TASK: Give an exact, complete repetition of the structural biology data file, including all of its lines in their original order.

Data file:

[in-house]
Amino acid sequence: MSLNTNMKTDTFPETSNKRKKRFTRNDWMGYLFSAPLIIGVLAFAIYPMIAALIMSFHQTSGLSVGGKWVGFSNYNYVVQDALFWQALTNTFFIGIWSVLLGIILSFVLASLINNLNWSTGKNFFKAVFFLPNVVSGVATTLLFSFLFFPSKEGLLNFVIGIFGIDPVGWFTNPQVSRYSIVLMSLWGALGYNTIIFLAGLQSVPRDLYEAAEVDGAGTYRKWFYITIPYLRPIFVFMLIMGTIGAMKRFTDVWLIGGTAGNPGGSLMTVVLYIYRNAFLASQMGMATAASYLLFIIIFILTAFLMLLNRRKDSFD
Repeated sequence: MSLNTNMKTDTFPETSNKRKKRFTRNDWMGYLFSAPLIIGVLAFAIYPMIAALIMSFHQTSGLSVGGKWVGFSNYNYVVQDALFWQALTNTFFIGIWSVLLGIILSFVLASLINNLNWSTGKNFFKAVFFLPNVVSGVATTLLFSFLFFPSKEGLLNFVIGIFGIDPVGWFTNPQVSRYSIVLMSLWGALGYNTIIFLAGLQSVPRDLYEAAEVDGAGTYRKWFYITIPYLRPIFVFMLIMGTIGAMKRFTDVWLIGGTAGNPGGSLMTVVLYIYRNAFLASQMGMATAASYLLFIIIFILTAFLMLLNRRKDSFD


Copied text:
[in-house]
Amino acid sequence: MSLNTNMKTDTFPETSNKRKKRFTRNDWMGYLFSAPLIIGVLAFAIYPMIAALIMSFHQTSGLSVGGKWVGFSNYNYVVQDALFWQALTNTFFIGIWSVLLGIILSFVLASLINNLNWSTGKNFFKAVFFLPNVVSGVATTLLFSFLFFPSKEGLLNFVIGIFGIDPVGWFTNPQVSRYSIVLMSLWGALGYNTIIFLAGLQSVPRDLYEAAEVDGAGTYRKWFYITIPYLRPIFVFMLIMGTIGAMKRFTDVWLIGGTAGNPGGSLMTVVLYIYRNAFLASQMGMATAASYLLFIIIFILTAFLMLLNRRKDSFD
Repeated sequence: MSLNTNMKTDTFPETSNKRKKRFTRNDWMGYLFSAPLIIGVLAFAIYPMIAALIMSFHQTSGLSVGGKWVGFSNYNYVVQDALFWQALTNTFFIGIWSVLLGIILSFVLASLINNLNWSTGKNFFKAVFFLPNVVSGVATTLLFSFLFFPSKEGLLNFVIGIFGIDPVGWFTNPQVSRYSIVLMSLWGALGYNTIIFLAGLQSVPRDLYEAAEVDGAGTYRKWFYITIPYLRPIFVFMLIMGTIGAMKRFTDVWLIGGTAGNPGGSLMTVVLYIYRNAFLASQMGMATAASYLLFIIIFILTAFLMLLNRRKDSFD